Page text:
Rainfall and temperature 2013 - short or long-term changes?

In March 2012’s blog I wrote that Douro Valley was experiencing the driest winter in 80 years, and 2012 did go down in history as such. Quinta do Tedo’s 2012 rainfall amounted to 27 cm/11”, the norm being 42 cm/17”. To put this in perspective with other viticultural regions that I know, annual rainfall averages 800 cm/31” in Bordeaux, 700 cm/27” in Burgundy and in Chianti and 62 cm/25” in Napa Valley….quite a contrast from what Quinta do Tedo received last year!  Looking at monthly precipitation and temperature reports from AVDID (Associação para o Desenvolvimento da Viticultura Duriense) 2013 is a wet year, as is most of Europe – the cold and wet just are not letting up!  The Cima Corgo (Adorigo), where Quinta do Tedo is located, is 13% below normal at 38 cm/15“ rainfall thus far for 2013, placing this subregion as one of Douro Valley’s drier. Winemaker Jorge still considers this as a “normal” year in rain, the “rainy season” being from November to April.  Other subregions – to include Baixo Corgo, Cima Corgo (Pinhão), Douro Superior (Vesuvio and Vilariça) post higher in 2013 rainfall, from 12 to 58% more than average annual precipitation of about 50 cm/20”.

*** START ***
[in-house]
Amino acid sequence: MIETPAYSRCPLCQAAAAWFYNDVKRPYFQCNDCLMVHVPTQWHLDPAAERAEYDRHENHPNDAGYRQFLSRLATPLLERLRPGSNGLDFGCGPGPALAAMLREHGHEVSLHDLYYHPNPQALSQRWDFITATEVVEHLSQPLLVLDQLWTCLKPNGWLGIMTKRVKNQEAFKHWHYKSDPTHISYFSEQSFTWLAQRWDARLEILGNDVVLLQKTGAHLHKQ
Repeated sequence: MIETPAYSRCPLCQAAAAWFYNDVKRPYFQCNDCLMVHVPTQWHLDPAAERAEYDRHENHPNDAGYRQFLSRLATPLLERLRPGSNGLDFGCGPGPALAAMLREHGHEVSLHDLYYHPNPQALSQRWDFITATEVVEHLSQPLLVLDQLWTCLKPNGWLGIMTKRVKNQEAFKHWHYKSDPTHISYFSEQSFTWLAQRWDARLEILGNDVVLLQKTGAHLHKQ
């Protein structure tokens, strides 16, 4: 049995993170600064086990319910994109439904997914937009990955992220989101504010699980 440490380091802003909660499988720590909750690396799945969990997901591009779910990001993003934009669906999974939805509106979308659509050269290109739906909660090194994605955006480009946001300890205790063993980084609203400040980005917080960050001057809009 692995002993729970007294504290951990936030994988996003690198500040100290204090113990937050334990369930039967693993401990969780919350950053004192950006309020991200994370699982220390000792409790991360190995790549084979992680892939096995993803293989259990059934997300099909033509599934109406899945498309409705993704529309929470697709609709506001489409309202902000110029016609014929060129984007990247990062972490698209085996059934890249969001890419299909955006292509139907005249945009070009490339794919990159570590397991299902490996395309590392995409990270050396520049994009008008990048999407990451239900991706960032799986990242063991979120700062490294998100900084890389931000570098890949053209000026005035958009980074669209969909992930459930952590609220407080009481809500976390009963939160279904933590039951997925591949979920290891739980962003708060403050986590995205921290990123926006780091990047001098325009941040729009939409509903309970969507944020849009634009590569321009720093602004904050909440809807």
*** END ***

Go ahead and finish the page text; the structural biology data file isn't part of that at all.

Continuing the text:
The rainy season temperatures are cooler this year by about 1°C (last year the temperature during this time was 2° to 3° C cooler), a factor to consider in flowering, fruit set, ripening and eventual grape harvesting. While the viticultural rule of thumb for predicting when harvest commences is ”100 days from flowering” this works for viticultural regions that have consistent and predictable temperatures.  The rainy season recently is 1° to 3° C cooler, the summer has more heat waves, so predictable temperatures have departed for the time being.  Summer temperature trends now include uncontrollable 3 to 4 days of +40° C (104° F) heat, that actually burn the grape vines and can damage whole parcels.  Jorge points out that “most problems that we have are associated with temperatures that are higher in the summer” more than amount of precipitation.  Are these extremes are becoming more the norm than the exception?

Signs of global warming or just a coincidence?